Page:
Wednesday, October 23, 2019

Old dogs, new tricks.

I met Greg at a slideshow almost 20 years ago.  And then, a few weeks later, bumped into him on a trail, near an overlook.  We've been riding together with some consistency ever since.

He's funny, irreverent, inquisitive, and well read.  He's a good listener and quick thinker, which prompts me to talk more than I normally would, but I always regret doing that because when I'm flapping my gums I can't hear what he has to say.  I always learn something from what Greg has to say.

He's deep into his 50's, though the only way you'd know that is if you got close enough to hear his knees creaking as he pedals.  Not too many people can stay that close, and it's been years since I counted myself among them.

He reached out with an idea a few days ago.  The ride he pitched was a variation on one I'd done ~15 years ago, but with a new (fresh cut singletrack) twist.  With blue skies and heavenly temps in the forecast, I couldn't find a reason to say no.

Because we're surrounded by a diverse regional landscape infused with rich, deep colors, we joke about our immediate backyard appearing largely beige.  It's funny because it's true: dead grasses, sediments and sandstones all take on some aspect of that unassuming hue.  This time of year we're lucky that there are some accents to offset the monotony.

We ascend a mostly dry arroyo, thankful for plump tires that make easy work of the sand pits.  Mudstones and siltstones, often rimed with alkali, provide visual delight as well as technical challenges where they've collapsed into the wash.

Differential erosion, and a few other things, keep us rapt even as we ascend steeply.

Wash riding has a certain appeal to us.  Or at least to me.  I love 'reading and running' -- or at least attempting to -- on the fly, just trying to piece together traction and rideable lines without stopping to scout.  Greg's a bit better at it than I and I'm happy to follow his lines until he gets stuffed -- which is rare -- and then I peel off and try my hand.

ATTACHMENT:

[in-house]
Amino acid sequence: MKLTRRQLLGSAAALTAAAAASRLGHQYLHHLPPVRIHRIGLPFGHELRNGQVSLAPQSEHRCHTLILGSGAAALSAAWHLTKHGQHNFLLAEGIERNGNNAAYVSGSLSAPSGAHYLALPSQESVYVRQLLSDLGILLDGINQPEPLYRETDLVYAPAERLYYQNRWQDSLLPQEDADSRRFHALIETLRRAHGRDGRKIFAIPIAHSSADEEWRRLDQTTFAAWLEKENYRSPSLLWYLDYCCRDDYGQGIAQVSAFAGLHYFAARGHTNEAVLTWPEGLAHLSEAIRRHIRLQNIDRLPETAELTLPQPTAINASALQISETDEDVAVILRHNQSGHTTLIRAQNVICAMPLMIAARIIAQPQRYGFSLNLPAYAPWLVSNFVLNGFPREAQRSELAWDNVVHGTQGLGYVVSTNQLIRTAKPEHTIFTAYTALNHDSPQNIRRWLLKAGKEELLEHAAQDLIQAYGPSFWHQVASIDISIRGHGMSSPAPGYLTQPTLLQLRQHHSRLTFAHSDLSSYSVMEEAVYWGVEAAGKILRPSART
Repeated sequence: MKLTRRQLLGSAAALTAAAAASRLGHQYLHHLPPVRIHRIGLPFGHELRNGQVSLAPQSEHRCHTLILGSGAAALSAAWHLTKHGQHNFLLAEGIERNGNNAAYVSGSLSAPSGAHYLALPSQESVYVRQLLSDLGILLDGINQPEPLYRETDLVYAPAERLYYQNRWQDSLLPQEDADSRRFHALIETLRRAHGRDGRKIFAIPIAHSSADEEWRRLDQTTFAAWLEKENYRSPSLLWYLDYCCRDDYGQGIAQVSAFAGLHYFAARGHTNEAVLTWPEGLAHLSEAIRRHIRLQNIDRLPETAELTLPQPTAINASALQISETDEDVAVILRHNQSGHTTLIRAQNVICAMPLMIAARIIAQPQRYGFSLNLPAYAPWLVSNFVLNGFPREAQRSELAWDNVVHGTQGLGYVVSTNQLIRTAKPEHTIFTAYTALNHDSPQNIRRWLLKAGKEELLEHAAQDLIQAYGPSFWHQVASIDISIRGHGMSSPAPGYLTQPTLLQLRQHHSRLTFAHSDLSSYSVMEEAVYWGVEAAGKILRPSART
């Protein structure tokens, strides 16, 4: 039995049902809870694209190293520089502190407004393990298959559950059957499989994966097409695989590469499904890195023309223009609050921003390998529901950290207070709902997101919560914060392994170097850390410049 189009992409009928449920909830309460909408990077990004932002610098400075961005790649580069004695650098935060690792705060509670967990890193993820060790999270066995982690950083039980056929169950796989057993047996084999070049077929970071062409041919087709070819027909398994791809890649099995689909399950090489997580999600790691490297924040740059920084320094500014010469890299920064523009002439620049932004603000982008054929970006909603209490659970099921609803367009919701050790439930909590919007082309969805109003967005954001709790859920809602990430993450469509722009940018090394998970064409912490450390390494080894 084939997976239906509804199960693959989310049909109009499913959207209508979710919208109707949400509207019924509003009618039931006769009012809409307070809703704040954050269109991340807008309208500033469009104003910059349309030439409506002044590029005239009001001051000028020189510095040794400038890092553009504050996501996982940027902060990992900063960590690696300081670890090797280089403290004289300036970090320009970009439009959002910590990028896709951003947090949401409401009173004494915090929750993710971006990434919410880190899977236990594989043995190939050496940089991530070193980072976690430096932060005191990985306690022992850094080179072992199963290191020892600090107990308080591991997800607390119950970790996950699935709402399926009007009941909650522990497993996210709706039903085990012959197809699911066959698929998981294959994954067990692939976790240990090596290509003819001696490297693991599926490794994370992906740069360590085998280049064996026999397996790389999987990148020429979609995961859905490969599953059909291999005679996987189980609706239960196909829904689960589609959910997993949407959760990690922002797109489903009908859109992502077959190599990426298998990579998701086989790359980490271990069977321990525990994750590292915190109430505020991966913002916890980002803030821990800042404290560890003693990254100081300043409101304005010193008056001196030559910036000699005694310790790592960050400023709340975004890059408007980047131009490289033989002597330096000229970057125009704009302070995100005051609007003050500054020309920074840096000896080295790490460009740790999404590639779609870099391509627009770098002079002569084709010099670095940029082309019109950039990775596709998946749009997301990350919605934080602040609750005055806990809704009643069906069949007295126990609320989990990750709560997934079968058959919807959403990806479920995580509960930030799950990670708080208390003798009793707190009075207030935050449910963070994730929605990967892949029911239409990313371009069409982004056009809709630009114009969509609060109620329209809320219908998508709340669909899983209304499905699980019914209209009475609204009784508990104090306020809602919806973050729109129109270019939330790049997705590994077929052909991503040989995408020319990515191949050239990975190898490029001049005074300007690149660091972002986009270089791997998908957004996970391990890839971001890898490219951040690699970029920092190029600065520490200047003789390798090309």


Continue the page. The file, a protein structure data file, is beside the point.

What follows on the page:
Hours of engaging play -- plus a lot of work -- deliver us up to the rim, where the technical challenges vanish, replaced by fine dust and big views.

A light layer of haze adds an atmospheric quality to the panorama, but isn't thick enough to obscure views deep into Utah.

Lacking camping gear, e-motors, or a desire to flog ourselves mercilessly to exit through a beaten-to-death trail network, our ride out is the reverse of the way we've come.

Any day spent outside turns out to be a pretty good day.  The cherry-on-top singletrack turned out to be a disappointment to both of us, but we've come to expect that so in reality it wasn't much of a letdown.  The scenery within the canyon was a delight -- by far the highlight of the day -- but still we joke while descending that the best part of the ride was the steep grunt of a fire road climb to gain the ridgeline.

This time of year these guys oughta learn to keep their heads down or they're not gonna have 'em much longer.

We roll back through the canyon as the light gets yet richer, flashing lines -- with the help of gravity -- that stymied us on the way up.

Thanks for checkin' in.

1 comment:

  1. Great photos. Any hints about where this is? I can't quite put my finger on it, but looks very familiar.